Feb 24, 2022 - Economy

Big money for small(ish) solar

Illustration of hundred-dollar bills as solar panels.

Aspen Power Partners is launching with $120 million in funding to support its focus on smaller scale solar developments, the company tells Axios.

Why it matters: The announcement is the latest sign of surging investor interest in distributed and community solar, especially community.

  • 2021 transactions included acquisitions of developers Pivot Energy, Dimension Renewable Energy, and Community Energy, each with a large footprint in community solar. Community Energy was bought by Fortune 500 firm AES Corporation (AES:NYSE).
  • Also last year, Arcadia announced a $100 million Series D to expand its work in community solar.
  • Aspen, which was incubated at the prominent clean-energy VC firm Energy Impact Partners, represents one of the first significant deals in the space this year.

Context: Dallas-based Aspen focuses so-called distributed solar and community solar projects.

  • Distributed solar generally describes projects less than 1 MW in capacity, such as rooftop solar panels atop homes and businesses. Community solar refers to slightly larger developments — typically about 2 MW in capacity — that may serve a neighborhood or other geographic area.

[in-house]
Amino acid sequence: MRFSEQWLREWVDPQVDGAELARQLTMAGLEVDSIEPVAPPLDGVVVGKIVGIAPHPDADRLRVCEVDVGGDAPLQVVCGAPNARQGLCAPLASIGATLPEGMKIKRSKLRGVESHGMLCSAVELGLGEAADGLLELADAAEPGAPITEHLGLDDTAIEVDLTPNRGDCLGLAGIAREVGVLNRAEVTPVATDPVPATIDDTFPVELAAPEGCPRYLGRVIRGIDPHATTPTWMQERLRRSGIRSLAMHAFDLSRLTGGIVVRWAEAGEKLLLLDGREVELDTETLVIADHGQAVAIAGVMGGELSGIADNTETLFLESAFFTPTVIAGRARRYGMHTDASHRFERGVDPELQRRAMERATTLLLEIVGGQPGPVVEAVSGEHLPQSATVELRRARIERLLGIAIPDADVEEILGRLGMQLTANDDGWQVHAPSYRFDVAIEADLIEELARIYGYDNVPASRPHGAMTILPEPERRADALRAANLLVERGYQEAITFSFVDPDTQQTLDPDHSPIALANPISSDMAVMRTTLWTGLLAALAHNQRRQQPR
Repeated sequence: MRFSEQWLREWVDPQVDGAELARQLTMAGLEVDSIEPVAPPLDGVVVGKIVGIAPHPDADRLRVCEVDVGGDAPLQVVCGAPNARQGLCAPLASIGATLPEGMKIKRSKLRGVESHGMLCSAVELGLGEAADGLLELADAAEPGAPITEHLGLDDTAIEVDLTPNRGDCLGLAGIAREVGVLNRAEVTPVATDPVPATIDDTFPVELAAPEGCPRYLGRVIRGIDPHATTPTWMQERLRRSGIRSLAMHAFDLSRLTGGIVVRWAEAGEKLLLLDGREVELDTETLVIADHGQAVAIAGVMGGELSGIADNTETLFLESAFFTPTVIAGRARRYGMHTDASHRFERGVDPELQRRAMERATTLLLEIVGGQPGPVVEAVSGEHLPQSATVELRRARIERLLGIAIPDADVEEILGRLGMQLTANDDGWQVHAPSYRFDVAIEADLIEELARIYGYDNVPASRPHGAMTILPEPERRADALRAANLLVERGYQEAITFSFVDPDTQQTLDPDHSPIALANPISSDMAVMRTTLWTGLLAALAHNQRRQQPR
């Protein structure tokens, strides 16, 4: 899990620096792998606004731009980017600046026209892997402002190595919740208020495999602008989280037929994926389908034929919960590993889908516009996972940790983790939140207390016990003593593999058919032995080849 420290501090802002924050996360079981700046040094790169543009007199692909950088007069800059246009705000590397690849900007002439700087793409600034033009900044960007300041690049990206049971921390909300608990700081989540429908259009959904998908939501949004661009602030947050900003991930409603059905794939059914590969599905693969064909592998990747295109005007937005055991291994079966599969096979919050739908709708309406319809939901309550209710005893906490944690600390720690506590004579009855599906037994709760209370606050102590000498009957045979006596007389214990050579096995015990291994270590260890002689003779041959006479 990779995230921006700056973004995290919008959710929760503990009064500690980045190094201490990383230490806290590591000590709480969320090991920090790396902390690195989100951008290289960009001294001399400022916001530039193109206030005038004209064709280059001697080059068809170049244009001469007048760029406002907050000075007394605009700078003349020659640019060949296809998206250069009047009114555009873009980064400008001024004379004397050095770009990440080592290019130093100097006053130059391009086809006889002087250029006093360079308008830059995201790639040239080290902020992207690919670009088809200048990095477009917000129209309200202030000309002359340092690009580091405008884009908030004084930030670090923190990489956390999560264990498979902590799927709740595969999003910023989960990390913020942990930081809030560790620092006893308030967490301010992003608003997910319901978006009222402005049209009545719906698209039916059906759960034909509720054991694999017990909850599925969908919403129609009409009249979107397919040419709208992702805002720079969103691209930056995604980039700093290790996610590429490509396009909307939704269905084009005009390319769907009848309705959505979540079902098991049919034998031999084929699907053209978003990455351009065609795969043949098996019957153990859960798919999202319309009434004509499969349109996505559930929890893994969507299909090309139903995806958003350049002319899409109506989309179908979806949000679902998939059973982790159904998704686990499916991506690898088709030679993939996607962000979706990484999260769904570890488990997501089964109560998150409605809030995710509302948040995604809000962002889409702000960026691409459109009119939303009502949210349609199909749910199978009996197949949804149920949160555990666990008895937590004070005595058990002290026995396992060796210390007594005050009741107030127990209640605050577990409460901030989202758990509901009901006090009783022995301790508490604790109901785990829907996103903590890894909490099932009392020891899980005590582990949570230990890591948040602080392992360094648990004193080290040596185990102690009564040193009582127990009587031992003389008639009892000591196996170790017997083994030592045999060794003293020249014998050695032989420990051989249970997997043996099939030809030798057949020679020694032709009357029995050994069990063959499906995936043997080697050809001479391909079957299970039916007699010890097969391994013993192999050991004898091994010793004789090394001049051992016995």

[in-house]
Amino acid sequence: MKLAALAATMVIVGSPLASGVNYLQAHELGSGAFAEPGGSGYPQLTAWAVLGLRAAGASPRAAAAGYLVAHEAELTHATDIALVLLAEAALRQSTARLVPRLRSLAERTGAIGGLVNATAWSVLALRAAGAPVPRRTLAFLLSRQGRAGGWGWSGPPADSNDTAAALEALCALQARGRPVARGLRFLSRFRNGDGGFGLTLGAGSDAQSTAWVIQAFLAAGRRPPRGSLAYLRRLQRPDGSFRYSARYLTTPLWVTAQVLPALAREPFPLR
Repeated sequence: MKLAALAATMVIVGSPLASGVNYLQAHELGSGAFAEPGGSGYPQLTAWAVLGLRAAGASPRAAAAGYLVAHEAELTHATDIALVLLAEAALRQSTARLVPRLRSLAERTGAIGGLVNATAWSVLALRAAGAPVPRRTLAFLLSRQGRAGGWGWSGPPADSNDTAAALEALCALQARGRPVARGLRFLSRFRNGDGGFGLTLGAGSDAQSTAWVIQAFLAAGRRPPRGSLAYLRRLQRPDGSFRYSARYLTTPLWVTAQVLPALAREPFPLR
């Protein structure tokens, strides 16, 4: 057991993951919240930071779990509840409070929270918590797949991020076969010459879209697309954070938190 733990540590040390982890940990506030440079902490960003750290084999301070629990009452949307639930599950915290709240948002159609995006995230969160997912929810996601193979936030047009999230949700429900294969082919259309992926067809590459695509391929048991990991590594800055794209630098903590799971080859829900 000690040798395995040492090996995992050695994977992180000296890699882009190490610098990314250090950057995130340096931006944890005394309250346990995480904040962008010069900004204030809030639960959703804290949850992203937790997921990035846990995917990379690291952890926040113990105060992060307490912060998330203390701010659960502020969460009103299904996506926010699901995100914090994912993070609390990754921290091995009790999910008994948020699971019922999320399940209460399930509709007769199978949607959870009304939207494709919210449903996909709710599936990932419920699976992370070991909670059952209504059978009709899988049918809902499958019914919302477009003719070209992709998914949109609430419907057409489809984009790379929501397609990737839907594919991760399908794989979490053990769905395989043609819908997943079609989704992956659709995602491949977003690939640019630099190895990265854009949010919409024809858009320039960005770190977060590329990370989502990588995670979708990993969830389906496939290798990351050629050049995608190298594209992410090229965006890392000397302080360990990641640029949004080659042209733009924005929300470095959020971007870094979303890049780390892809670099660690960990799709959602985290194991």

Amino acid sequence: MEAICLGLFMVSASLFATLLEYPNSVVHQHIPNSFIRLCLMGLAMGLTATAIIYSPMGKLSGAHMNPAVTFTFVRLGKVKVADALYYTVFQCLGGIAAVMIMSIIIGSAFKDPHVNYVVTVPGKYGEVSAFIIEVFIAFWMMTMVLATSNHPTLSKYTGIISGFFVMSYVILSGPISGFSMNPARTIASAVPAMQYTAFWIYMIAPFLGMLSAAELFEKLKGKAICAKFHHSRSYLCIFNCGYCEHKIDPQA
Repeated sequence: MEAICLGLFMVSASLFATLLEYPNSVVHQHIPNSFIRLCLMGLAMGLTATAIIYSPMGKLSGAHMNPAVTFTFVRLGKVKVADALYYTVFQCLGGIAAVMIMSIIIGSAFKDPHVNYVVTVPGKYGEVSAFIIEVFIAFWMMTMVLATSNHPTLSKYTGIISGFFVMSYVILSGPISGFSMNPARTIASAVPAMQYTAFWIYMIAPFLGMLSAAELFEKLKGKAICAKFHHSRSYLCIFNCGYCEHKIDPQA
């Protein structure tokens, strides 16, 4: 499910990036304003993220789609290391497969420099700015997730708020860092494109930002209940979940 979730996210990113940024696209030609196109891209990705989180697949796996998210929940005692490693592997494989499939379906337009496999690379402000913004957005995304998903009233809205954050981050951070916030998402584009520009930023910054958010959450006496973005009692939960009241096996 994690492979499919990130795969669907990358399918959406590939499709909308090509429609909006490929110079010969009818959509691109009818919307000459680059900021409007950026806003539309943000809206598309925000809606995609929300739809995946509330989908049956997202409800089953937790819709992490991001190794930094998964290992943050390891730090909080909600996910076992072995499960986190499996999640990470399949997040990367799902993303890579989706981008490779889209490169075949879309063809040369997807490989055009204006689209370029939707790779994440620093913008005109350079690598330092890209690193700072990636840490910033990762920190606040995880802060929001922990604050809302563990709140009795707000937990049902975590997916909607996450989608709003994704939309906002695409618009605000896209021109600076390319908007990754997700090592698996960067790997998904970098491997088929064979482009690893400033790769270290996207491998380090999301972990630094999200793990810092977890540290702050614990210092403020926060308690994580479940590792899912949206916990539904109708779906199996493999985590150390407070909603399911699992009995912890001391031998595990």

• While larger utility-scale solar projects, as well as residential solar markets, are more “mature,” Aspen hopes to capitalize on a segment of the solar market that’s generally seen as more challenging — and therefore more nascent, in its view.
  • Lead investors include Ultra Capital and Redball Power, as well as an unidentified “global Swiss asset manager,” family offices, and high net worth individuals.

What they’re saying: “Utility-scale solar and residential solar — from a business standpoint the returns have compressed along with the maturity,” co-founder Jackson Lehr tells Axios. “So one of the things we like, from a business standpoint, for less mature segments, is that there’s an opportunity to earn higher returns.”

The big picture: Supply chain disruptions and interconnection delays last year hamstrung new installations of community solar, as well as the commercial and industrial segments of distributed solar.

  • The market research firm Wood Mackenzie in December reined in its growth projections for the sectors.
  • However, in a report earlier this month, it projected a 9% increase in the community solar market through the next five years.

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